Monday, March 17, 2008

Copy Editing: The Post's Changes

I'd be more inclined to see the changes announced Friday in A-section editing at the Washington Post to be a realistic assessment of a smaller, 24/7 newsroom if I didn't hear Glen Campbell singing "Wichita Lineman" in the back of my head.

It was back during the last giant U.S. economic collapse -- the one in the late 1980s and early 1990s, in which many newspapers that had had a decade of unchecked stability or growth in staffing confronted for the first time the reality of investors: We don't care that your business is cyclical and tanked, they said. Give us growth in earnings every quarter. Newspapers had already reaped the savings from getting rid of the composing room. Now they had to cut elsewhere. They started looking at that notorious cost center, the newsroom, and that notorious cost center in the newsroom, the copy and news desks.

(Remember, this is before the Internet.)

Some newspapers just whittled here and there, but others devised what they saw as progressive and systematic responses. The copy desk no longer had the responsibility of feeding type in slugs to the Linotype operators, right? Why spend all that time on an assembly-line production system? Besides, we need feet on the street.

And so emerged ideas like the Maestro concept and "blowing up the copy desk," an exercise in which a number of Knight Ridder papers engaged.

The idea seemed good. Have a copy editor assigned to each section to work on the centerpieces and main stories during the day. They'd be part of the team, working with the reporter and editors and photographers. By working with them, they'd do the most justice to the story and photos. There wouldn't be late tinkering by some cantankerous copy editor bent on spoiling the flow of the story by changing all the "says"es to "said"s or arguing that "Although statistics are hard to come by, it seems apparent that more and more people..." isn't solid enough to state that something is true.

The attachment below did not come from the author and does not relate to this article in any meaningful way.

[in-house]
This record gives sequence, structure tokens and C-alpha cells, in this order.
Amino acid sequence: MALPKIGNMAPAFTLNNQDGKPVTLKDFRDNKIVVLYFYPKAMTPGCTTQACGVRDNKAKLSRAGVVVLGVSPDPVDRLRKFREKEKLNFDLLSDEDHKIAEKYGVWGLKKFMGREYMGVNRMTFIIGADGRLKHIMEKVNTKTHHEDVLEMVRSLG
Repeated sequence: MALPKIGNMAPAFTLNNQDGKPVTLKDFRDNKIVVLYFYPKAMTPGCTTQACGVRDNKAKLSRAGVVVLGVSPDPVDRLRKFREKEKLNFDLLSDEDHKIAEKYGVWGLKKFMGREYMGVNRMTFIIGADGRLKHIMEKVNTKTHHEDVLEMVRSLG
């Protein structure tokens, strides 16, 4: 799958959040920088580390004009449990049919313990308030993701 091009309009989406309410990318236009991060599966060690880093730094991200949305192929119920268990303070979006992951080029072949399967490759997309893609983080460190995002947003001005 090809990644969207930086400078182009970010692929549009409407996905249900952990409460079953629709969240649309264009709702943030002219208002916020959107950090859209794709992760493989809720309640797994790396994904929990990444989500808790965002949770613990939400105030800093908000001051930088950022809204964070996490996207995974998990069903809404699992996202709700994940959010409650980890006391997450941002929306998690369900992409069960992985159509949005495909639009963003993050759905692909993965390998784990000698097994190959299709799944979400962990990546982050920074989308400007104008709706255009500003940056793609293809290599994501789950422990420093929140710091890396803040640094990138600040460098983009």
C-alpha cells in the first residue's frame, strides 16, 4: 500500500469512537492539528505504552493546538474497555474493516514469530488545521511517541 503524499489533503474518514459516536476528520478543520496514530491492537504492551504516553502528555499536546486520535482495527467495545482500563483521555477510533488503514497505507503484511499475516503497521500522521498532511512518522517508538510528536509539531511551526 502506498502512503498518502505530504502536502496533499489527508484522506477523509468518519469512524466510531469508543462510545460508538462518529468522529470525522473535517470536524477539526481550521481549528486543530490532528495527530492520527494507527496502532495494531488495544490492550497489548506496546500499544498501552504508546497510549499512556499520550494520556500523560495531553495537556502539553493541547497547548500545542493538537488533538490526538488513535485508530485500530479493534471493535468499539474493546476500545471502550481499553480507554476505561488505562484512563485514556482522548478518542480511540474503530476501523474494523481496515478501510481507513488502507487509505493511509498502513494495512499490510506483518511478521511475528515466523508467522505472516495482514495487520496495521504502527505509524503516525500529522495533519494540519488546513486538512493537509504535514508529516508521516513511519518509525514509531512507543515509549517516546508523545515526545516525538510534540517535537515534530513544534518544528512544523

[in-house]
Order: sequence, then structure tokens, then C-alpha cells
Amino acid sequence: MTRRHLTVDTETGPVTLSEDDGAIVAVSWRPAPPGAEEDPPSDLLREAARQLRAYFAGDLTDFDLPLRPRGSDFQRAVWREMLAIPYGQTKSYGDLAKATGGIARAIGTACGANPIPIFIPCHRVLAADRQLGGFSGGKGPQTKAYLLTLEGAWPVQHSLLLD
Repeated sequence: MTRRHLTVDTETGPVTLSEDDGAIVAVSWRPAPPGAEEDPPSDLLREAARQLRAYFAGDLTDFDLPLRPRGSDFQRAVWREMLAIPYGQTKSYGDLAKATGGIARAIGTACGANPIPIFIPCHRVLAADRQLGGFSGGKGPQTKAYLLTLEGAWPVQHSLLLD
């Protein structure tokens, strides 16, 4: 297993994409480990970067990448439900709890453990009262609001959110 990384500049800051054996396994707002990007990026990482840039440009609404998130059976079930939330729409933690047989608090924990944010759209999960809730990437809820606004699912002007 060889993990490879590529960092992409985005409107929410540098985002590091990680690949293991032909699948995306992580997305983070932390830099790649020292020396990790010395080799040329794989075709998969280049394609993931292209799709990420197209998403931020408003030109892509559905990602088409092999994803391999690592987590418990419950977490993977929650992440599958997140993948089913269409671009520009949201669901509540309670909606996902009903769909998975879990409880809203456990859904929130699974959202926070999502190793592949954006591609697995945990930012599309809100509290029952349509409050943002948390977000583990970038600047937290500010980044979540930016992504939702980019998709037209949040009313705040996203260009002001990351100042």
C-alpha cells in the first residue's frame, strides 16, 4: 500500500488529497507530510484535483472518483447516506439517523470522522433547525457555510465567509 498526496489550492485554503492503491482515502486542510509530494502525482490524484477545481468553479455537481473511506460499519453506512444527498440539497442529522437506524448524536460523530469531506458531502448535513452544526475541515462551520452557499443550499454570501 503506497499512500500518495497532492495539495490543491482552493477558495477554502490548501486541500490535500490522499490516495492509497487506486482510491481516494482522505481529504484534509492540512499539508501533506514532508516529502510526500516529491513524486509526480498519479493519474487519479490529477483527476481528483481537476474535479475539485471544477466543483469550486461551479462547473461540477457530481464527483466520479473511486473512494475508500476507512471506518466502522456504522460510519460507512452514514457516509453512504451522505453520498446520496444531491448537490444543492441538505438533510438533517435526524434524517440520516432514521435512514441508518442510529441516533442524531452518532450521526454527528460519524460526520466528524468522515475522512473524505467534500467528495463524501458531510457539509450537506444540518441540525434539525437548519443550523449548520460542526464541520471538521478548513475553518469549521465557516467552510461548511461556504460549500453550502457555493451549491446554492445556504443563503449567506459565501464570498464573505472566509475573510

And by doing the editing earlier in the cycle, fewer people would be needed, because you wouldn't have the big bulge in the snake's belly before deadline.

(Remember, this is before the Internet.)

Well, most of us who were around then saw what happened. One of the biggest management problems you face on the copy desk is that the hours and days off suck. Lots of talented people don't want your jobs because they don't want to be at work at midnight on Friday. So a number of copy editors flew to these positions. Nothing bad about that. But they found that much of the day went into thinking about the centerpiece and an off-lede -- the only stories that were actually done during the day and the ones that the top editors would pay the most attention to. They found that they liked to pay the most attention to these stories as well.

The rest of the copy -- most of it -- fell on the curmudgeons or politically inept types or people with unusual child-care issues who remained on the "night production team," who were now completely overwhelmed by the big bulge in the snake's belly before deadline.

Meanwhile, some copy editors found that as part of the dayside team, they weren't supposed to ask the snarky, "this doesn't make any sense" questions copy editors ask. Their job was no longer to hold up a hand and say, "Before this goes into print, you've got to deal with this." Wasn't it better with everyone on the same wavelength? And there were more feet on the street -- or at least, the reduction in feet on the street wasn't as big as it might have been. And there was earnings growth.

I remember being in Kansas in the mid-1990s when the Wichita Eagle had blown up the copy desk. I was on vacation, but when I would say I worked for a newspaper, people could not shut up. They were so mad at the Wichita Eagle. Headlines were misspelled or wrong. Names of important people were wrong. Addresses were wrong. Stories ended in midair. Recipes lacked ingredients. Captions were wrong. Stories were illiterate. The few curmudgeons left at night were having to edit most of the paper while the day staff worked to craft the centerpiece. A paper that had been a source of pride to Wichita was now viewed by many in the community as quite the opposite. Apologies to anyone at the Eagle who remembers it differently; I admittedly wasn't there.

None of this blowing up the desks happened because we needed to publish electronically.

After enough years had passed, the Wichita Beacon re-established a copy desk. The rest of Knight Ridder also stopped blowing up copy desks; indeed, the company went 360 and started to strengthen them. The Maestro stopped conducting. Then came 2001, and then Help Wanted went on the long walkabout from which it will not return.